fun UttDatNP : NP -> Utt ; -- him (dative)

In a language that has no dative, we could either leave this fun without a lin, or simply make it output the NP in some other case. If we ever parse something in German, it’s still information to get the same NP in Chinese, even though the finer points of dative is lost. So I’d do this in ExtendChi:

-- Chinese concrete syntax
lin UttDatNP = UttNP ; -- using UttNP from PhraseChi

If you look at the real Extend modules, you’ll see different strategies for different languages and different funs.

Here’s a StackOverflow answer where I explain how to use Extend in an application grammar.

Documentation of Extend

The only real documentation of Extend is in the source code of the abstract syntax. So let me describe a workflow that I use when I develop an application grammar, and need to search for a construction in Extend.

Suppose that I want to use the structure NP’s CN, like “John’s shoes”, “my dog’s food”. And right now I’m writing a concrete syntax for Dutch.

So… the default RGL implementation was fine after all for Dutch. I could just scrap the GenModNP and start browsing the RGL synopsis to figure out how to say the CN of NP. Or I can leave it as GenModNP in the Dutch concrete, because the default implementation does return the CN of NP. In addition to being lazy, I leave GenModNP as a reminder that I’d still prefer the construction NP’s CN for all languages where it exists (and is implemented).

Now, say that you needed some other Extend function, but it didn’t have any implementation in your language. If you have a good grasp of GF, I encourage you to poke around in the resource grammar of your language, and just try implementing the missing Extend linearisation. But if contributing to the RGL is beyond your reach at the moment, your best bet is to open an issue on the RGL repo, and explain your wish: which function you want implemented and for which language(s).

WordNet and ParseExtend

WordNet has been ported to GF as a multilingual lexicon. You can find the repository on GitHub.

In addition to the WordNet lexicon, the repository contains an extension module called ParseExtend. Some of the funs in ParseExtend overlap with Extend, some are unique to one of the modules, and then there are funs that have the same name, but different type signatures in the two modules. (See more discussion in this issue.) If you want to use ParseExtend and Extend in your application grammar, it’s best to open them qualified, to not confuse the names.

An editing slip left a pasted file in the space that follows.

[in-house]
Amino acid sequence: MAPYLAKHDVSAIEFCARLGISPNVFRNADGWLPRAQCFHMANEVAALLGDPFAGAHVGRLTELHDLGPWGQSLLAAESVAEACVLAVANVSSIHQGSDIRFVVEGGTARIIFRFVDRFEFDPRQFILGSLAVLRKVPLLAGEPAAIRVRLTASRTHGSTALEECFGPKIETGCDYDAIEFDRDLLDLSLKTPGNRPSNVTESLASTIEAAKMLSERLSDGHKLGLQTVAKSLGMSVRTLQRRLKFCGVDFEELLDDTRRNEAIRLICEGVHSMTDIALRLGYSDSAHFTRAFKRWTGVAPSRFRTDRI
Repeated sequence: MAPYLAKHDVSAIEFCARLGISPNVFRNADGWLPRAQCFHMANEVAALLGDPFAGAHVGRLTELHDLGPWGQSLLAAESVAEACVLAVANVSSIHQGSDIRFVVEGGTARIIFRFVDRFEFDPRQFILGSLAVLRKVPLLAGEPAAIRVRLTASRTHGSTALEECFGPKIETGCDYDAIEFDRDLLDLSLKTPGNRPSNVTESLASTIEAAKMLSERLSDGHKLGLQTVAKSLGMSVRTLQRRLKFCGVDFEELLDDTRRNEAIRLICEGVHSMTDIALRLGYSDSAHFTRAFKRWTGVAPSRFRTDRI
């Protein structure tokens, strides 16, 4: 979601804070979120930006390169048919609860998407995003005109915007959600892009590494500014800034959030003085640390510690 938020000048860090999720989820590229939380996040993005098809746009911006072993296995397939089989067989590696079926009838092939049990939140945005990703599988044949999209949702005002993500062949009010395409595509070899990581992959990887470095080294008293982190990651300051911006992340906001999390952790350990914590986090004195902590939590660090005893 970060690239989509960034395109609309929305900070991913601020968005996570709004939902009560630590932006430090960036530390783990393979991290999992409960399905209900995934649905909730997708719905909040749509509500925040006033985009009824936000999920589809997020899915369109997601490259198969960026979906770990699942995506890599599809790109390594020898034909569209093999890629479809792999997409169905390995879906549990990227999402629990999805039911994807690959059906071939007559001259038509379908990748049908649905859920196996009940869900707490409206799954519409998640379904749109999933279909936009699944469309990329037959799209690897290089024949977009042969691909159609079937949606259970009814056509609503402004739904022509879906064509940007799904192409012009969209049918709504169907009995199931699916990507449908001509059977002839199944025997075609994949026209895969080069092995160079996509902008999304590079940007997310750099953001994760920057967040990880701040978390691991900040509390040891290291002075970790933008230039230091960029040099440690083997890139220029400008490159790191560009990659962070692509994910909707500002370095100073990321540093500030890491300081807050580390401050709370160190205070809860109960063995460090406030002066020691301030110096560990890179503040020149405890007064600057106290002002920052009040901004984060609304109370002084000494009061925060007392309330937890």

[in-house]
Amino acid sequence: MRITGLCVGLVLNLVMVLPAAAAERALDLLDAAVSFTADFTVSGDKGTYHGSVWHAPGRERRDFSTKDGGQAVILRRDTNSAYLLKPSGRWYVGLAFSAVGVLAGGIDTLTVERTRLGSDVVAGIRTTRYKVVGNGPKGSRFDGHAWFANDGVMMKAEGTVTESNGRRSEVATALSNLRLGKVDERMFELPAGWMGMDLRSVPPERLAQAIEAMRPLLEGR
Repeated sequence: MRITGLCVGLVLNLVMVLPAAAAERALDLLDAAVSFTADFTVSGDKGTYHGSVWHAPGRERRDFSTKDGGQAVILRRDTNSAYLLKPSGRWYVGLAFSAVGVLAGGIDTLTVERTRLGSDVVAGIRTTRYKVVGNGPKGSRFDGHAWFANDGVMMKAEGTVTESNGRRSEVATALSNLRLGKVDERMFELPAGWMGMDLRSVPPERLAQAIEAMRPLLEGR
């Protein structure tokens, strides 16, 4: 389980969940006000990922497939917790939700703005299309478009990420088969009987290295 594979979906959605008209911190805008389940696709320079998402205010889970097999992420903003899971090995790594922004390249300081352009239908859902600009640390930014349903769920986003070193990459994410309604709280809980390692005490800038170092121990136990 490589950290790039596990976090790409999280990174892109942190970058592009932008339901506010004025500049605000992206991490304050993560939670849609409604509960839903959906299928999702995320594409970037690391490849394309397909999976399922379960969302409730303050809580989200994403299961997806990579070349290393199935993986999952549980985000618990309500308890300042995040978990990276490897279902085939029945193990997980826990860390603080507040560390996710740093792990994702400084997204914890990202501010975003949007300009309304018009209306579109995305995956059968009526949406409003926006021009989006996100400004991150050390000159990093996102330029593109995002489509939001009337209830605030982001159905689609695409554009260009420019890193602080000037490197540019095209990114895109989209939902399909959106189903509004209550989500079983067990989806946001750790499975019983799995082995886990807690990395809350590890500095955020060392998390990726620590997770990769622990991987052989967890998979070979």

concrete MyAppEng of MyApp =
    (E=ExtendEng), -- qualified open: (abbr=moduleName)
    (PE=ParseExtendEng), -- must prefix all with abbr
    SyntaxEng in {

    MyFun1 = ... E.SomeFun ... ;
    MyFun2 = ... PE.SomeFun ... ;

    -- You can't just call SomeFun,
    -- it must be E.SomeFun or PE.SomeFun.

Here’s a StackOverflow answer regarding the use of WordNet.

Read more


  1. Slightly offtopic for the purposes of this post, but if you’re curious about why do we need CN in the full RGL, read on.

    In addition to determiners, nouns and noun phrases, we have a category CN, common noun. It’s there to allow modifiers that can be piled on. Adjectives are an example of such modifiers: you can say “big old red house” in standard English. Determiners are not: you can’t say “*the a my house”.

    Since N is strictly a lexical category, we need an intermediate category CN that can be modified by adding e.g. adjectives (big house), adverbs (house on the hill) or relative clauses (house that was sold). It’s not a NP yet, because it doesn’t have a determiner, but I hope you agree that “big house” is not just a noun anymore. Hence CN.

    So adjectives and other such modifiers were the justification for adding an intermediate category CN. But we still want to allow also noun phrases without adjectives: “this dog”, not just “this small dog”. Ideally, we want a single rule to turn “dog” and “small dog” into a NP. That is possible, if we allow the smallest CN to be just a noun. That’s why we have the seemingly useless function UseN : N -> CN

  2. “Overload instance” just means all the different arguments you can give to an overloaded oper. For example, mkNP : N -> NP is one overload instance, and mkNP : Det -> CN -> NP is another. 

  3. GF has other kinds of module than just abstract, concrete and resource. I have deliberately avoided talking about those parts of the GF module structure, and I will continue to do so. But if you look at the actual files in the RGL API, you’ll see words like interface, instance, incomplete resource. If you want to know what those things mean, you can read the GF tutorial from when you first encountered the word functor

tags: gf